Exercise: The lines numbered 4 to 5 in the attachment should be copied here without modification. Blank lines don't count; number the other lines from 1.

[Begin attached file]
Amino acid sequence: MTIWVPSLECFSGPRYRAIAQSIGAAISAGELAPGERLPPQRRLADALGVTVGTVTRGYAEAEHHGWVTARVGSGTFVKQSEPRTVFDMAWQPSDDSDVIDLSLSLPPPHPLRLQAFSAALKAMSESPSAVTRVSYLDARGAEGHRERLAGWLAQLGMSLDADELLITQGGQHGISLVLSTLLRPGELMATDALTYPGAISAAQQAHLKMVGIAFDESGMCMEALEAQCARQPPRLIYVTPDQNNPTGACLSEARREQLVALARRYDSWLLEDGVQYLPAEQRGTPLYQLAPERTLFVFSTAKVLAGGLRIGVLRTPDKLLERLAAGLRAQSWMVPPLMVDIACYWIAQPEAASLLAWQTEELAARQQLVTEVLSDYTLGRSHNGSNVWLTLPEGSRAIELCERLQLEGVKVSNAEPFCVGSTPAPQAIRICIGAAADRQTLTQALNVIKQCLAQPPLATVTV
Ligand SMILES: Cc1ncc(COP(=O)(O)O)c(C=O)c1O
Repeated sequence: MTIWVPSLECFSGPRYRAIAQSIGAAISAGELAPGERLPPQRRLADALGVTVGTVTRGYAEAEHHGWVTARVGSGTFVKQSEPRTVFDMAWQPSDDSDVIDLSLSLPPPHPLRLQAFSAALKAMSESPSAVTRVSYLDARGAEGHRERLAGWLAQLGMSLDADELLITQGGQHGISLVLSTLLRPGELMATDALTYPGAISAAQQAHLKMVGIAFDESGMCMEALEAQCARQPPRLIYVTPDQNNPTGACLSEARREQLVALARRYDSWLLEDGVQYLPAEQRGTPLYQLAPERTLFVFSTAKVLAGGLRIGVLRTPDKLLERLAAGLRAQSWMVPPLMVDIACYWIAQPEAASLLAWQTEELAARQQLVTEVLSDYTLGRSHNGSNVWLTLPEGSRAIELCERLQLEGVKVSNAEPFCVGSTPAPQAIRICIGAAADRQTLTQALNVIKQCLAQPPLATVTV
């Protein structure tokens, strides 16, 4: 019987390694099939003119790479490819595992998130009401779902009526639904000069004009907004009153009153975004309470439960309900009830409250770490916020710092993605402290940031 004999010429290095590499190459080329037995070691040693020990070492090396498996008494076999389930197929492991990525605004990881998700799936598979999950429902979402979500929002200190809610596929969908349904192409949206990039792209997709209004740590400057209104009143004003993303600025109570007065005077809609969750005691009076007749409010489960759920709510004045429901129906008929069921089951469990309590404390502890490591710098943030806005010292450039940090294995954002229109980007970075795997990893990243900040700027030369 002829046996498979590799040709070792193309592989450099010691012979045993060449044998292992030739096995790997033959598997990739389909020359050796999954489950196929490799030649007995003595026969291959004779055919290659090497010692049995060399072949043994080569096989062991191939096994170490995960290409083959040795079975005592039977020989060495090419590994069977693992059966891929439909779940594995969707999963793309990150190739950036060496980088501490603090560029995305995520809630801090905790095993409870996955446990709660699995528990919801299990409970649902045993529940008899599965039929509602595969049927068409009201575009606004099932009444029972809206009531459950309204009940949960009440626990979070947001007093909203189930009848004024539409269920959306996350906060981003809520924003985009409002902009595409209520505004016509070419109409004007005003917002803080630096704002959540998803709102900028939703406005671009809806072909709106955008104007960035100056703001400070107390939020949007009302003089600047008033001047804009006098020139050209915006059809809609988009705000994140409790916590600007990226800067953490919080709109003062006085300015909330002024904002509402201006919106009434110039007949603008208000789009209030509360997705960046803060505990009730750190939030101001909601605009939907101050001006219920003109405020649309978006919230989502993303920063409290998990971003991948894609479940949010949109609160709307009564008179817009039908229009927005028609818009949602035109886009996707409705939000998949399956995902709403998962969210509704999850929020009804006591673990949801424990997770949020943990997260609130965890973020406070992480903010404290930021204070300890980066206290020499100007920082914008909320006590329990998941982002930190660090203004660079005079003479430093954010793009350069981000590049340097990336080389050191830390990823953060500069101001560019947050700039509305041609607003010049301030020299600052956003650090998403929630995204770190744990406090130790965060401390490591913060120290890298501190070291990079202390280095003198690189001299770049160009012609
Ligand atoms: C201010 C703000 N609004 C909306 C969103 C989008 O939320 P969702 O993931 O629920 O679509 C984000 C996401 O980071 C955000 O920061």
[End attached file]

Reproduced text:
């Protein structure tokens, strides 16, 4: 019987390694099939003119790479490819595992998130009401779902009526639904000069004009907004009153009153975004309470439960309900009830409250770490916020710092993605402290940031 004999010429290095590499190459080329037995070691040693020990070492090396498996008494076999389930197929492991990525605004990881998700799936598979999950429902979402979500929002200190809610596929969908349904192409949206990039792209997709209004740590400057209104009143004003993303600025109570007065005077809609969750005691009076007749409010489960759920709510004045429901129906008929069921089951469990309590404390502890490591710098943030806005010292450039940090294995954002229109980007970075795997990893990243900040700027030369 002829046996498979590799040709070792193309592989450099010691012979045993060449044998292992030739096995790997033959598997990739389909020359050796999954489950196929490799030649007995003595026969291959004779055919290659090497010692049995060399072949043994080569096989062991191939096994170490995960290409083959040795079975005592039977020989060495090419590994069977693992059966891929439909779940594995969707999963793309990150190739950036060496980088501490603090560029995305995520809630801090905790095993409870996955446990709660699995528990919801299990409970649902045993529940008899599965039929509602595969049927068409009201575009606004099932009444029972809206009531459950309204009940949960009440626990979070947001007093909203189930009848004024539409269920959306996350906060981003809520924003985009409002902009595409209520505004016509070419109409004007005003917002803080630096704002959540998803709102900028939703406005671009809806072909709106955008104007960035100056703001400070107390939020949007009302003089600047008033001047804009006098020139050209915006059809809609988009705000994140409790916590600007990226800067953490919080709109003062006085300015909330002024904002509402201006919106009434110039007949603008208000789009209030509360997705960046803060505990009730750190939030101001909601605009939907101050001006219920003109405020649309978006919230989502993303920063409290998990971003991948894609479940949010949109609160709307009564008179817009039908229009927005028609818009949602035109886009996707409705939000998949399956995902709403998962969210509704999850929020009804006591673990949801424990997770949020943990997260609130965890973020406070992480903010404290930021204070300890980066206290020499100007920082914008909320006590329990998941982002930190660090203004660079005079003479430093954010793009350069981000590049340097990336080389050191830390990823953060500069101001560019947050700039509305041609607003010049301030020299600052956003650090998403929630995204770190744990406090130790965060401390490591913060120290890298501190070291990079202390280095003198690189001299770049160009012609
Ligand atoms: C201010 C703000 N609004 C909306 C969103 C989008 O939320 P969702 O993931 O629920 O679509 C984000 C996401 O980071 C955000 O920061």